girl in the donut factory

brennagh, beegeok, yanfen, yongren, yapmin and shixuan=)

e martë, 24 korrik 2007

Sources of GM food

The process of GM produces combinations of genetic material that is never made previously, including genes sequences that are completely synthesized in the laboratory, differing significantly from their the original DNA. This process alters the recombination sequences of the DNA and therefore induces positive changes like, tolerance to crops, better sensory attributes, to crops.

The sources of GM foods can be used for:

Consumption:A crop, such as a fruit or vegetable, that is genetically modified.
An ingredient for a food product:Food, take example, flour that comes from a GM crop, such as maize, and the GM DNA is still present in the food and can be identified.

GM processing aid:In cheese production, the gene for producing chymosin is inserted in bacteria, so the bacteria can produce chymosin. Only the bacteria are genetically modified and so the cheese is not GM-ed.

Animal feed:GM crops, such as maize, are used to feed animals which are later eaten, such as chickens. The GM material is not in the meat that we eat. There are also animal products, such as eggs and milk that come from animals fed on GM crops.

e enjte, 5 korrik 2007

Analytical techniques of toxins

Test kits

Rapid results. .g. BTA test strip for C. botulism
BTA test strip for Staphylococcal Enterotoxin
High performance Liquid Chromatography (HPLC)
-Detection of very small amt. of toxins by using fluorescence detector.
-Gives better results when coupled with Atmospheric Pressure/ Electrospray Ionisation (API/ESI)

Detection of toxins of Bacillus cereus

Gene detection techniques can be applied including PCR.PCR primers for the detection of these genes were used to detect the genes. A commercial immunoassay (Tecra visual immunoassay [VIA]) is used for identification of enterotoxic strains of B. cereus. The gene was cloned and sequenced from B. cereus. For DNA preparation, bacteria were plated on agar and incubated overnight at 30°C. An amount of bacteria corresponding to a colony 1 to 2 mm in diameter was transferred to Tris-EDTA buffer. Bacteria were lysed by incubation, and debris was removed by centrifugation. The DNA-containing supernatant was transferred to a new Microfuge tube and stored. Primers for detection of gene were given. PCR was performed essentially. PCR products were analyzed by agarose gel electrophoresis.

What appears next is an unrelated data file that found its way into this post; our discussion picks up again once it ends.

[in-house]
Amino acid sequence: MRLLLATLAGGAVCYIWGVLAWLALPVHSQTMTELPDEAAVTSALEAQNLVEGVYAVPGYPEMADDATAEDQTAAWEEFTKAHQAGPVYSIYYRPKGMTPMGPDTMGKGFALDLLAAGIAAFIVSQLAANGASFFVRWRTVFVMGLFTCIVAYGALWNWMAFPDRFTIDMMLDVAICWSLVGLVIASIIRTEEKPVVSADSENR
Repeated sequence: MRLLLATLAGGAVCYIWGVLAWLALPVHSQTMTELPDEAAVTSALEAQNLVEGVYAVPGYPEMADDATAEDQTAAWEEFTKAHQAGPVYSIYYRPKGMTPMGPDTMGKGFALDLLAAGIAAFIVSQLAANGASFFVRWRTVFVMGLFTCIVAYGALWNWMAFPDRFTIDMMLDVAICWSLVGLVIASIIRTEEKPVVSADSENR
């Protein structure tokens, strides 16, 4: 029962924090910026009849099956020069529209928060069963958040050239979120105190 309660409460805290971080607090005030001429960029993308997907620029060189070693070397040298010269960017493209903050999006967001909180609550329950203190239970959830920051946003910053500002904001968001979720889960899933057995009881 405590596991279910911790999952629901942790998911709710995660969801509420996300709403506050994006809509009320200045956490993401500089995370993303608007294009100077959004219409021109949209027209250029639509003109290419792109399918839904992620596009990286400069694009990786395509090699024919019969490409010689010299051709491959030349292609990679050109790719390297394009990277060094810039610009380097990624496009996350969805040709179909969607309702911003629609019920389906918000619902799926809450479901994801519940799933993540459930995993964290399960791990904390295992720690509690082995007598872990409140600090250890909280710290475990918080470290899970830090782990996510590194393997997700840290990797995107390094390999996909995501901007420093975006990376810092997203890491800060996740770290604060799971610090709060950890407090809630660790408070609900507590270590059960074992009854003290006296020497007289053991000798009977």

Detection of staphylococcal enterotoxin

For detecting trace amounts of staphylococcal enterotoxin in foods, the toxin must be separated from food constituents and concentrated before identification by specific precipitation with antiserum. The principles are used for the purpose: the selective adsorption of the enterotoxin from an extract of the food onto ion exchange resins and the use of physical and chemical procedures for the selective removal of food constituents from the extract, leaving the enterotoxin(s) in solution.